Graham Linehan: Why Count Arthur Strong isn’t Marmite
By Morgan Jeffery Tuesday, Jan 6 2015
Count Arthur Strong is back, with Steve Delaney’s comic creation having earned not just a second series but a promotion to BBC One.
The first series – broadcast back in 2013 – earned a BAFTA nomination but split the critics, with even Janice Hadlow – controller of BBC Two – describing the show as “Marmite”.
Ahead of series two’s launch, Digital Spy spoke to the sitcom’s co-writer – BAFTA winner Graham Linehan – about the new episodes, the demise of TV criticism and why the studio sitcom is due a comeback.
Count Arthur Strong is back and now you’re on BBC One – was that something you knew going in?
“We definitely didn’t know about it beforehand. They showed the BBC a couple of episodes and they liked it, I guess. So yeah, that was kind of a nice surprise for us.”
The general impression seems to be that BBC One is home to mainstream hits and BBC Two has the more experimental, edgy stuff – do you think that’s right?
“I think that’s pretty fair. I mean, BBC One is watched by millions more people so it stands to reason that shows on BBC One would be a little broader in their appeal – but the challenge on Count Arthur Strong for me was… I always believe that you can do a popular show that is intelligent.”
“There’s a feeling that for shows to be successful they have to be lowest common denominator and things like that, but shows like Only Fools and Horses prove that isn’t true – and I wanted to do a show that did the same thing.”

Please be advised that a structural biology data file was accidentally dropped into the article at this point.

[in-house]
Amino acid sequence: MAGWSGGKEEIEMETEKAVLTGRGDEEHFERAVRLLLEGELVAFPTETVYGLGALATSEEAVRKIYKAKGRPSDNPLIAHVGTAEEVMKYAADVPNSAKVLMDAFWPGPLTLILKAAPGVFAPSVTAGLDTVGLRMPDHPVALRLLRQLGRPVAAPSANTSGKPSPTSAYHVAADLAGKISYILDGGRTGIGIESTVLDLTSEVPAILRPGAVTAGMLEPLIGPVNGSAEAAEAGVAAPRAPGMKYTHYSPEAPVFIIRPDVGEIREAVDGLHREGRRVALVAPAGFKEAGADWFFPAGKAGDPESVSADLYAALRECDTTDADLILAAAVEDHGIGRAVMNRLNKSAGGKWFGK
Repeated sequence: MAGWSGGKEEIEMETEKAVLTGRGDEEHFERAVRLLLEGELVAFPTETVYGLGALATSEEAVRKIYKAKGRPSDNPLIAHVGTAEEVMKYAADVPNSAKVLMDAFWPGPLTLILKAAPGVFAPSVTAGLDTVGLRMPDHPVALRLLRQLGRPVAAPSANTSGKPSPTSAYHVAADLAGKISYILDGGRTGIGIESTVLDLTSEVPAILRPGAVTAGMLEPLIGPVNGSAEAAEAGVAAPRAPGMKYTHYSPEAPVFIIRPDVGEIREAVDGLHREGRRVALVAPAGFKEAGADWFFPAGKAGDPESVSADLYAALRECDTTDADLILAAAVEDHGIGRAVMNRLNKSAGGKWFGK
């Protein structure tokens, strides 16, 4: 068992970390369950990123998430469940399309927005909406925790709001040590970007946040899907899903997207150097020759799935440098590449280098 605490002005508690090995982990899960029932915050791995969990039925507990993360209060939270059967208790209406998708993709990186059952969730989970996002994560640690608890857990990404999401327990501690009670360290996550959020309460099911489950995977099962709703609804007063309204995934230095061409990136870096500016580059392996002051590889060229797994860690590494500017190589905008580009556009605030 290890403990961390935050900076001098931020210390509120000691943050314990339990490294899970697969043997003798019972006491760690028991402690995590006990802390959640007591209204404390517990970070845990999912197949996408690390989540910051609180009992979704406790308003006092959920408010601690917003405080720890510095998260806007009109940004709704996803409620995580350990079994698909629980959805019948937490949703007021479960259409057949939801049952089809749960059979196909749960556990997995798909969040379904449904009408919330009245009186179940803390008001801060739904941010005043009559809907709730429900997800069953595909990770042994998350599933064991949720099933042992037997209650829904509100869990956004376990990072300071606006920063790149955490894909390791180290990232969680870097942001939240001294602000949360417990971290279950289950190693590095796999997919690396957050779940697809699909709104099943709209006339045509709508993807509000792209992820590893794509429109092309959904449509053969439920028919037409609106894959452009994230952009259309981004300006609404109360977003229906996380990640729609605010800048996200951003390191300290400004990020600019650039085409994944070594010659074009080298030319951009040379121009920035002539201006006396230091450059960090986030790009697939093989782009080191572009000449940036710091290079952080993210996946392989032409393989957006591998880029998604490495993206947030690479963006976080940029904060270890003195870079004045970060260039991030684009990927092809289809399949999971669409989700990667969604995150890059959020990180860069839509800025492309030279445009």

“I wanted to have a show that had very broad appeal but was smart and funny, and I have to say I take it as a real victory that it ended up on BBC One. I’ll always be thankful to BBC Two but I’m also very happy that Count Arthur Strong will reach more people, because my belief is… to know him is to love him.”
How do you feel about the reaction to the first series? Even Janice Hadlow described the show as “Marmite”…
“I don’t really subscribe to the thing that’s he’s Marmite. I think people at the moment… you get a storm of tweets about 10 minutes into the first episode, declaring it to be the worst thing that’s ever happened. You just have to wait for that to pass.”
“The people who did stick with it tended to love it, so I’m really not nervous. I would say let’s talk again after this series and see if that ‘Marmite’ thing is still around, because I think it will disappear.”
Why do you think that is?
“Because he’s so funny. He is just so incredibly funny – and the thing is… at first, we also alienated a few of his fans, because they wanted it to be more like the radio show; and the thing about the radio show is it’s really funny and it really works well, but if you were to translate it directly it would literally just be people standing in a circle, staring at Arthur as he does speeches that go on for five minutes.”
“We had to get in new characters. We had to have him bounce off things and we had to make more use of the visual possibilities of the medium… so we had to change everything. We had to really rebuild it and I think it works.”